“The Pitch” becomes self-indulgent

Gruen TransferReports that an advertisement devised for The Pitch segment of The Gruen Transfer on ABC1, where two of the advertising industry’s agencies are pitted against each other and challenged with selling the unsellable, went too far and entered the realm of poor taste, racism and discrimination come as no surprise.

Since the debut of The Gruen Transfer, one of the major opportunities for advertising agencies to get some free publicity has been The Pitch segment. Initially clever ads, that thought about the target market, and ways to communicate the message and the action, have given way to pitches that simply are going for the laugh.

Although they are sometimes funny, the disappointment is that, lately, the ads are simply self-indulgent, and demonstrate little understanding of how advertising can be used to change attitudes and behaviour. At their extreme, they have been offensive and sexist.

Obviously I recognise that the presentations on The Gruen Transfer aren’t real pitches, but it reinforces the belief that the advertising industry is a bunch of creatives, who don’t really know what makes a consumer buy a product.

One interpretation of The Pitch is that these agencies, and the people representing the agencies, are simply trying to make people like them through a gag, rather than showing that they know how to strategically present a communication to get people to behave in a particular way.

This is often the case when non-profits are given “pro-bono” advertising advice or consultancy. The agencies might take the campaign seriously, but what they often end up with are ads that don’t communicate much, or at best, don’t communicate clearly the essence of the message, the brand, or the desired action clearly enough to the target audience.

It’s not surprising that ad agencies struggle with communicating a non-profit or charity message; the essence of an organisation or cause such as Violence Against Women, or Asylum Seekers, is much more complex than your average commodity. This, combined with these causes often having multiple stakeholders and publics, mostly result on a reliance of  humour, shock, or over-dramatisation – the tools of trade in advertising.

0025Interestingly, the advertisement  that was not approved for broadcast by the ABC is confronting predominantly because there seems to be some truth behind the message, which is about prejudice coming in all shapes and sizes. With the removal of the final banner, FATPRIDE, it would not be far-fetched to see this type of naïve interpretation of a complex message on mainstream television. Keep watching the panel discussion (five men, no women) and you realise that these men, who weild so much power over how our culture is interpreted, are clearly no more than salesmen, without the skills to understand the complexity of these types of issues.Panel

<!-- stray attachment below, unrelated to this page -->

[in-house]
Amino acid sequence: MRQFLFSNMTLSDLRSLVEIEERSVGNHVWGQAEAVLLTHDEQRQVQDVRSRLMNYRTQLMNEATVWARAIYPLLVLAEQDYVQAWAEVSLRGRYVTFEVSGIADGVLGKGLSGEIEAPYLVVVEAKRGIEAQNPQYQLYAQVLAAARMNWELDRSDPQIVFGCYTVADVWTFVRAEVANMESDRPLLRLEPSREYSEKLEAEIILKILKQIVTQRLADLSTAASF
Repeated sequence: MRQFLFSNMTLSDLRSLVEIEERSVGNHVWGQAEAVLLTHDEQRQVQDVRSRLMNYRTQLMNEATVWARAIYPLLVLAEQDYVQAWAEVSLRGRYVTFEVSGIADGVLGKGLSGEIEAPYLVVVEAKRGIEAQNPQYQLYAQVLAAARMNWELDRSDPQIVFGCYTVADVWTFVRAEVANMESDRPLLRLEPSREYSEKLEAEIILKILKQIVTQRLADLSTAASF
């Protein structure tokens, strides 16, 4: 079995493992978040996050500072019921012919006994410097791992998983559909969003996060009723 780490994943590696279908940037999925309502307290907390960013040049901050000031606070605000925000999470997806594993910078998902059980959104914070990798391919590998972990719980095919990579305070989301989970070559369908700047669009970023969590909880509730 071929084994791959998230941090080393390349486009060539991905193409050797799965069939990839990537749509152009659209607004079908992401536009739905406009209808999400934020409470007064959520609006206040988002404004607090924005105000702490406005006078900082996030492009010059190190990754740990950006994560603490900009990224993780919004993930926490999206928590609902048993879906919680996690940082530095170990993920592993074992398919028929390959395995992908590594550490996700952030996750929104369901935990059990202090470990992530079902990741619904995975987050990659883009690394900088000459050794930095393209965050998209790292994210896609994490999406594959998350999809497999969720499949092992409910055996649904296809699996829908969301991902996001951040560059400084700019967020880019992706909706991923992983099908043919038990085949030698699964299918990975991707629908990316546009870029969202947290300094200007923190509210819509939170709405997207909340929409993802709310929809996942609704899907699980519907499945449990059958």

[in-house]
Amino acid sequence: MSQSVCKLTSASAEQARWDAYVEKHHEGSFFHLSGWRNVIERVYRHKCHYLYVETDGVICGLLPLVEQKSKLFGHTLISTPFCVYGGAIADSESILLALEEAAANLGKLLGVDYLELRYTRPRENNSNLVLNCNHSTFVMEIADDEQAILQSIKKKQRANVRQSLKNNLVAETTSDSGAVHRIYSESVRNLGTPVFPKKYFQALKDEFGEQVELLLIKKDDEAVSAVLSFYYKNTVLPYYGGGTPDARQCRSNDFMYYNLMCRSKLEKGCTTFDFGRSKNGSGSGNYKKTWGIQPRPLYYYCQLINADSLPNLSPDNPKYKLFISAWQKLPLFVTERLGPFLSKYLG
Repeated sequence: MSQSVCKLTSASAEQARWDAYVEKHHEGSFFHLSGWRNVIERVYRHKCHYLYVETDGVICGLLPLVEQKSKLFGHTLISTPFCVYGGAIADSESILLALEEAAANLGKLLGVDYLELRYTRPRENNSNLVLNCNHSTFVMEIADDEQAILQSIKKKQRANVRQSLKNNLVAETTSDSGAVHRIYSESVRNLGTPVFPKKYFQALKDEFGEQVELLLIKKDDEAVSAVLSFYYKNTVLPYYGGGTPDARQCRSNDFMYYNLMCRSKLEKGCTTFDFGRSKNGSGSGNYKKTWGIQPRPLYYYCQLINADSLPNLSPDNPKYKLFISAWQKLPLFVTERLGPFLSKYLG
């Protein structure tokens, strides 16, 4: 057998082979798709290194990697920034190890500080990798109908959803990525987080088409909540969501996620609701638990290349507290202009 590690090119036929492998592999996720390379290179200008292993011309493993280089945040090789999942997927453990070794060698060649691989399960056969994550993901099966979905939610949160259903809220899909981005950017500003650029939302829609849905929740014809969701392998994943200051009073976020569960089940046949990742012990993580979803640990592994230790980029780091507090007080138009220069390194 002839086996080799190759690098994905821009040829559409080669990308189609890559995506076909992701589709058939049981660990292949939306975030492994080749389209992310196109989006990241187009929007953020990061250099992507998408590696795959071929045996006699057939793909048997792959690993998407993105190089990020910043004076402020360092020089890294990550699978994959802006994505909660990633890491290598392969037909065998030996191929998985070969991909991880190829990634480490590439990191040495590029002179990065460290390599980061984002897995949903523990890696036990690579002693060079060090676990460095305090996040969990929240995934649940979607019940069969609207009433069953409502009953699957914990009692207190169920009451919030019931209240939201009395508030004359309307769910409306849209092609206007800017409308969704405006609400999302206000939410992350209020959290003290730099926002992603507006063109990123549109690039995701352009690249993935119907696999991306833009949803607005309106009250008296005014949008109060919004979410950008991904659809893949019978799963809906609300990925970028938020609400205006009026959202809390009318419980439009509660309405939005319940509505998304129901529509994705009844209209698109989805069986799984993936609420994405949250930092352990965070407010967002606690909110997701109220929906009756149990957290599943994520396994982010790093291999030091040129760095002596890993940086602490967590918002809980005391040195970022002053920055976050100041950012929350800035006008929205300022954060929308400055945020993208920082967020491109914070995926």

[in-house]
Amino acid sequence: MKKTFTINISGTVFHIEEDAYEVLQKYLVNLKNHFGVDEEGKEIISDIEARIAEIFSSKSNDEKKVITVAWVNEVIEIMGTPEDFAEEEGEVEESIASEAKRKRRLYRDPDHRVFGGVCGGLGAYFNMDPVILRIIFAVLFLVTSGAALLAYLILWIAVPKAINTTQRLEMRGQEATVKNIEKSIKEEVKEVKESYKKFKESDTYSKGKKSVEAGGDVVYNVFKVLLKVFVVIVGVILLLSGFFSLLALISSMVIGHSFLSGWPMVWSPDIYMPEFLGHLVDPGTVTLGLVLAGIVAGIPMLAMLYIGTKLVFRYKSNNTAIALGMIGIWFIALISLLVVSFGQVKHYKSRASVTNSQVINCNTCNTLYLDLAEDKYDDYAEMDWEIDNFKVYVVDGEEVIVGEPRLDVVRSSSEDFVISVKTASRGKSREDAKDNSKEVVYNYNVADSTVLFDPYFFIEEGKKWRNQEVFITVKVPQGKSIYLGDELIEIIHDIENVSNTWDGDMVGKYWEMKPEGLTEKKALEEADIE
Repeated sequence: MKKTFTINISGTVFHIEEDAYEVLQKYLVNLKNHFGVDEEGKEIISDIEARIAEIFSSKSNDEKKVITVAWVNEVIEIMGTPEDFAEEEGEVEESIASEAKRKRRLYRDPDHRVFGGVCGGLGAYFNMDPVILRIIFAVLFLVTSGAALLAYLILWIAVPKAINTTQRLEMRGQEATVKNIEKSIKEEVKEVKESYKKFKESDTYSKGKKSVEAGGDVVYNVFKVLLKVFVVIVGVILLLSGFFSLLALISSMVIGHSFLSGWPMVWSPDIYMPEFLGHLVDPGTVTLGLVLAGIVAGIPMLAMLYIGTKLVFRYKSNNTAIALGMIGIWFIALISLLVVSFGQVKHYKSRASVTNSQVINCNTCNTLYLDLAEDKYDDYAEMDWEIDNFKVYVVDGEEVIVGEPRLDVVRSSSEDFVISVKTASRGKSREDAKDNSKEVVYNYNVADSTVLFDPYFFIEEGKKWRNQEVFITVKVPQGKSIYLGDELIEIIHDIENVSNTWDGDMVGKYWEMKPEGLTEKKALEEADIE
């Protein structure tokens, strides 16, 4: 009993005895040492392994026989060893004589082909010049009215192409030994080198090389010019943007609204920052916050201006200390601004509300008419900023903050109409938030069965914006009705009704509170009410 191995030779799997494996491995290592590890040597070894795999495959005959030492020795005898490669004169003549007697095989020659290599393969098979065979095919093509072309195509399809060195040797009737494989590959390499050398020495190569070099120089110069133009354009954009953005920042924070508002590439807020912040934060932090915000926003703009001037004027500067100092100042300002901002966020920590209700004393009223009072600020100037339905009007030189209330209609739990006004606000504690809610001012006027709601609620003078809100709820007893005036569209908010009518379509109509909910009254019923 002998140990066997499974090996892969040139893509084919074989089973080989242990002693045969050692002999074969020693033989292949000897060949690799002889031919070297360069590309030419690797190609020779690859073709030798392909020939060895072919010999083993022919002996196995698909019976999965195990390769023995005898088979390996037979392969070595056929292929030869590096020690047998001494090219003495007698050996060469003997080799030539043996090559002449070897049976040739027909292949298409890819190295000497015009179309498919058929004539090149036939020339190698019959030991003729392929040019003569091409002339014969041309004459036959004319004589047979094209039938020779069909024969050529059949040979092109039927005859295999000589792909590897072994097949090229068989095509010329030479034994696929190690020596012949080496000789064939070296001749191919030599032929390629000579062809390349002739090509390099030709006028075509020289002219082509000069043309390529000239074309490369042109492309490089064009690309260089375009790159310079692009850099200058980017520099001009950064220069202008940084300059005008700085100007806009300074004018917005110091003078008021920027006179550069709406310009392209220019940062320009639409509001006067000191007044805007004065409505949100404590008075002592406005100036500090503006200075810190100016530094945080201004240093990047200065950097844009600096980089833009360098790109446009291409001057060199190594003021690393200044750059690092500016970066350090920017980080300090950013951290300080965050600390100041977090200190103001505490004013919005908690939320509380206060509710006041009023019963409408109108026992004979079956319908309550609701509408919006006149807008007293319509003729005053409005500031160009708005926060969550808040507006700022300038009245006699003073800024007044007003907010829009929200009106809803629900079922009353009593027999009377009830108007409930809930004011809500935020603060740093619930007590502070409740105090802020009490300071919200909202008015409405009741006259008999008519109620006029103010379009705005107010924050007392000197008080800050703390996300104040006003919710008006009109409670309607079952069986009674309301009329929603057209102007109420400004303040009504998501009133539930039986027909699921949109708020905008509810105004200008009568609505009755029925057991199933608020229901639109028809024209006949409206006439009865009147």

Recent debates on The Gruen Transfer about an Adults Surviving Child Abuse (ASCA) advertising campaign highlighted the risks involved in confronting people with complex realities in a media that is mostly about selling commodities through entertainment and fluff. The difficulty with charities, causes, and nonprofits, is that the desired attitude or behaviour resulting from the marketing campaign is often more complex than simply going out and buying a product. This is where the advertising industry, with a focus on simple ideas and messages being communicated in 30 seconds, struggles as a communication method. It is also why a TV advertising campaign may not be the best way to communicate a message in these contexts.


Epilogue: Having watched tonight’s episode of The Gruen Transfer, it is clear that the show has “jumped the shark“. In one segment, the panel discussed the 2007 Speights beer campaign, that had a New Zealand “mate” captaining a ship with a fully working pub to Kiwi mates based in London.

One of the panelists, Brigid Taylor, sunk incredibly low (and was clearly going for the laugh) when she said that the company should have included a promotion where they found the “ultimate southern woman” to go and help out the southern blokes, “… and you choose one really hot one, and one average one, put them on the boat, and then it’s a real test of mateship. Will you do the dog, so your mate can get off with the hot chick? That’s the ultimate test.”

The show has lost its spark, and has resorted to sex, misogyny, and discrimination in its desperate need to be noticed… a bit like much of the material that comes out of the advertising industry.

How very postmodern!

This entry was posted in Advertising, Consumer Behavior, Marketing Strategy, Philosophy, Social Psychology and tagged , , , , , , , , , , , . Bookmark the permalink.

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